He was shamefully silent on one critical issue: China’s poor human rights record and its unjustified imprisonment of Liu Xiaobo, the country’s leading democracy activist and this year’s winner of the Nobel Peace Prize.
Mr. Liu is serving an 11-year sentence for spurious subversion charges. Since the prize was awarded last month, China’s authoritarian government has put his wife under house arrest and increased its persecution of other democracy activists.
We have not heard an explanation from Mr. Ban for why he did not raise Mr. Liu’s case. When asked, his spokesman merely told reporters that “it is correct, he did not discuss human rights,” adding that there were “many topics on the agenda.” That is no explanation.
Mr. Liu, a 54-year-old scholar, writer, poet and social commentator, is an unfaltering advocate of peaceful political change. During the 1989 pro-democracy protest in Tiananmen Square, he staged a hunger strike, then negotiated a peaceful retreat of student demonstrators as thousands of soldiers stood by with rifles drawn. Since then, he has been harassed and repeatedly detained but has refused to be silenced.
Mr. Liu’s case and Beijing’s human rights record are within Mr. Ban’s purview and responsibilities. China signed the United Nations’ Universal Declaration of Human Rights and should be held to those commitments.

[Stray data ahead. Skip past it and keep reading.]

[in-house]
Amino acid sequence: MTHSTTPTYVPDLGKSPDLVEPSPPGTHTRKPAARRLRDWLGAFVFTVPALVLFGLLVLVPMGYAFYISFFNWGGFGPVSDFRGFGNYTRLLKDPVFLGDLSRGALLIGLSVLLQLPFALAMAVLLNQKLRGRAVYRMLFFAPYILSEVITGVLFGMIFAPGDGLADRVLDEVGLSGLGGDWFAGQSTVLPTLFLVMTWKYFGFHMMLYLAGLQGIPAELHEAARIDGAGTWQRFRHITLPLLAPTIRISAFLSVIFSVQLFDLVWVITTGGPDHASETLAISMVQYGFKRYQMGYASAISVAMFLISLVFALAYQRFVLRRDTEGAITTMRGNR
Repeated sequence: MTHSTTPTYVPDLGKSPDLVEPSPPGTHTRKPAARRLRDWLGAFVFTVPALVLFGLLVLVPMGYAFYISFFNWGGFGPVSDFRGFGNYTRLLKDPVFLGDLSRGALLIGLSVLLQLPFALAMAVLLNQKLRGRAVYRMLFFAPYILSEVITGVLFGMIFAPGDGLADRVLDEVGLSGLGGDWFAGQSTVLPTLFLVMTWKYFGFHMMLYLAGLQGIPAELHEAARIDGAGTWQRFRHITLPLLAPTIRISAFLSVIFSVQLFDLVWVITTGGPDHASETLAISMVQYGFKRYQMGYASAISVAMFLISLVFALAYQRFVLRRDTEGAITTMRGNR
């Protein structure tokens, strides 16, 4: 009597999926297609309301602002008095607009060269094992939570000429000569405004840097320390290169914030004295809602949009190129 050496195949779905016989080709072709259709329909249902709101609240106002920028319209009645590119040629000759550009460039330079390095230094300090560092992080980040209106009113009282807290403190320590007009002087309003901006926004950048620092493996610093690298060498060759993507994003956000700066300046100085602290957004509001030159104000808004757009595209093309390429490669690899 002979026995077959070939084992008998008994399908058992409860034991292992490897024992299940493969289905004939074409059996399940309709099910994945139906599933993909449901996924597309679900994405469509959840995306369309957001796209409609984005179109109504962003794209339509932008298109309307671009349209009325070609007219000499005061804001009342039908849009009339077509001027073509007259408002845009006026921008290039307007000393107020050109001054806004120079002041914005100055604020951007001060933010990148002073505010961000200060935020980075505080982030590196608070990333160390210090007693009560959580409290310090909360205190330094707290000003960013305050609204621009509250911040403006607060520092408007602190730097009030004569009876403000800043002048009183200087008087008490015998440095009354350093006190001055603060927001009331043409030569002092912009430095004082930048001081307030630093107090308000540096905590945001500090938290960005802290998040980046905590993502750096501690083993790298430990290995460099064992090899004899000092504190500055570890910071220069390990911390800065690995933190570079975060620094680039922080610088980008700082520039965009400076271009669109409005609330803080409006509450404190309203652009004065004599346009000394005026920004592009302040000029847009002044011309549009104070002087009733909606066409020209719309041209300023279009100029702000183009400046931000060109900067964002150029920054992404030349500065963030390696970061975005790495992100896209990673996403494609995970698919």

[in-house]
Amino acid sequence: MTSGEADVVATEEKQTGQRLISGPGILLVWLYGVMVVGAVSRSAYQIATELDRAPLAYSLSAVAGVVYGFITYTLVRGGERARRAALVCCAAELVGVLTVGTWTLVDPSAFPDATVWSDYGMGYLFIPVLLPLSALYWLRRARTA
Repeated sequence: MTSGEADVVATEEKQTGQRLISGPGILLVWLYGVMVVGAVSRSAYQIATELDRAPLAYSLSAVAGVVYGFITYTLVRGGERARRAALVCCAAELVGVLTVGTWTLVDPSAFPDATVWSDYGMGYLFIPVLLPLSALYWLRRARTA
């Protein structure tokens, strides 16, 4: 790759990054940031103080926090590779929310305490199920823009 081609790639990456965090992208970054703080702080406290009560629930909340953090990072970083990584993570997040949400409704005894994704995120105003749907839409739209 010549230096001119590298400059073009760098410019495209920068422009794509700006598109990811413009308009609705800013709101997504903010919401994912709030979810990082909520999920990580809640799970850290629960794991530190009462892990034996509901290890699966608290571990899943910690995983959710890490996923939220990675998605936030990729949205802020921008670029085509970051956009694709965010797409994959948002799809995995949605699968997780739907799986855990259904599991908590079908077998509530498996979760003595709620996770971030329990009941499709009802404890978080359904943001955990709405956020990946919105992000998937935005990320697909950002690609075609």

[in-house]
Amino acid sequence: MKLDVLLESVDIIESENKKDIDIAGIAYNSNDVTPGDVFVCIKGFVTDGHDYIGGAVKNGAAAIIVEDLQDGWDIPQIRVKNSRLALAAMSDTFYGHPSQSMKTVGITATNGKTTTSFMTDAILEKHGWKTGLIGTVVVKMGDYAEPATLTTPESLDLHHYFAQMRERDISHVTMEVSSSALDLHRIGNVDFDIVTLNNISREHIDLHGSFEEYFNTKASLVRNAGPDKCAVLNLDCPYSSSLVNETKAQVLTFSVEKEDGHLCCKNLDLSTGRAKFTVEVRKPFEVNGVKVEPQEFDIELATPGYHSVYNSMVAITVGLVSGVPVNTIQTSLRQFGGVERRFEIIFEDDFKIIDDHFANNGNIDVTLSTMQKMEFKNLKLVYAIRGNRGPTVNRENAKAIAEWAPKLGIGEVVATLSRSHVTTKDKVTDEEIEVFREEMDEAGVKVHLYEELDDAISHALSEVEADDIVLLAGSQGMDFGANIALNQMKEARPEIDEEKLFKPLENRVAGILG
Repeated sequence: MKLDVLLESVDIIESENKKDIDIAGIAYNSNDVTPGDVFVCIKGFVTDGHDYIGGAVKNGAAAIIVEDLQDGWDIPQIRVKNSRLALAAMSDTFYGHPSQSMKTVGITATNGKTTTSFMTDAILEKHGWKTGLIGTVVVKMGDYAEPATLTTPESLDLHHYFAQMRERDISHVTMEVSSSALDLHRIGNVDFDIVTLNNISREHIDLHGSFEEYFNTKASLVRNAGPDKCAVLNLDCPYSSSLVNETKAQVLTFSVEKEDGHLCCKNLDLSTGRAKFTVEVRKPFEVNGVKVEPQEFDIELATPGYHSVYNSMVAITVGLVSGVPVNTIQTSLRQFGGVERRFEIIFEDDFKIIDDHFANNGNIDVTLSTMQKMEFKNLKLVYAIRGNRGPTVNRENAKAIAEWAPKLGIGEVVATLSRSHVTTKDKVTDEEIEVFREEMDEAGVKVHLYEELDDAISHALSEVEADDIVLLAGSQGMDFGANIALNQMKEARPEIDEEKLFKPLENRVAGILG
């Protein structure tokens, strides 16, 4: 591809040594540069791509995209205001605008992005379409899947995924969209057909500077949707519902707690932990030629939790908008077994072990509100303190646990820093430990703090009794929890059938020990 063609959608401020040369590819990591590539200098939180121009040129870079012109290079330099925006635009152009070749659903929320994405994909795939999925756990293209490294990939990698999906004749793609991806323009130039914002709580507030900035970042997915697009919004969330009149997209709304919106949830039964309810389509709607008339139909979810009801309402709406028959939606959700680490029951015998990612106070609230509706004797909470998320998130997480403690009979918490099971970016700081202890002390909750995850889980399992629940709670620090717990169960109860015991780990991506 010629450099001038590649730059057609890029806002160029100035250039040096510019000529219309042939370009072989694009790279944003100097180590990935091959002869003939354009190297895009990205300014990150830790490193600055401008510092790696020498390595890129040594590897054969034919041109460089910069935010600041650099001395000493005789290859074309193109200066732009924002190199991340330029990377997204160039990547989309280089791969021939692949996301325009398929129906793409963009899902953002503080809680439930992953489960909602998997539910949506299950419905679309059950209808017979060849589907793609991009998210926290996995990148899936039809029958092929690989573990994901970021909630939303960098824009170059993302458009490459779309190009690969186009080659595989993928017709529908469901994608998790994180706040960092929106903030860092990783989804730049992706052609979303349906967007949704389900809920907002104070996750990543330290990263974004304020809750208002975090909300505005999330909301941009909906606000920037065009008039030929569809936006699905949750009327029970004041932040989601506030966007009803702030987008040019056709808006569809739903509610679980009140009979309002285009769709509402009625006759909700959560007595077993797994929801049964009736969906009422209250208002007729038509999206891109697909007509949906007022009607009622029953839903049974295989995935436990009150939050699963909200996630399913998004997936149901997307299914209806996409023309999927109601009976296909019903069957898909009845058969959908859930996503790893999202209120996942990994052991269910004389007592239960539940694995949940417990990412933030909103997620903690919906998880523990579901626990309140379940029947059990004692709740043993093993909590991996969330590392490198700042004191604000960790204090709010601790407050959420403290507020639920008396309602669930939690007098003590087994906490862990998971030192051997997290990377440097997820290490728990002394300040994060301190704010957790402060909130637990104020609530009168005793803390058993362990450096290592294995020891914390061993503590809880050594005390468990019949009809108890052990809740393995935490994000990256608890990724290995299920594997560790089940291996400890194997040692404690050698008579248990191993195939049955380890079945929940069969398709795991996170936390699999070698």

Mr. Ban is expected to stand for a second term as secretary general next year. We hope Monday’s performance does not mean that he now plans to pull his punches on sensitive issues to curry favor with China or any other member of the Security Council.
Beijing is far too accustomed to throwing its weight around these days. Too many governments, companies and others are afraid to push back. One admirable exception: the Norwegian Nobel Committee, which ignored China’s warning not to give Mr. Liu the award. Instead, it commended Mr. Liu for “his long and nonviolent struggle for fundamental human rights in China” and reminded China’s leaders that its “new status must entail increased responsibility.”
We suggest Mr. Ban read the full award and then think hard about why he wants a second term. The United States, meanwhile, should think hard about whether it wants to support Mr. Ban’s re-election.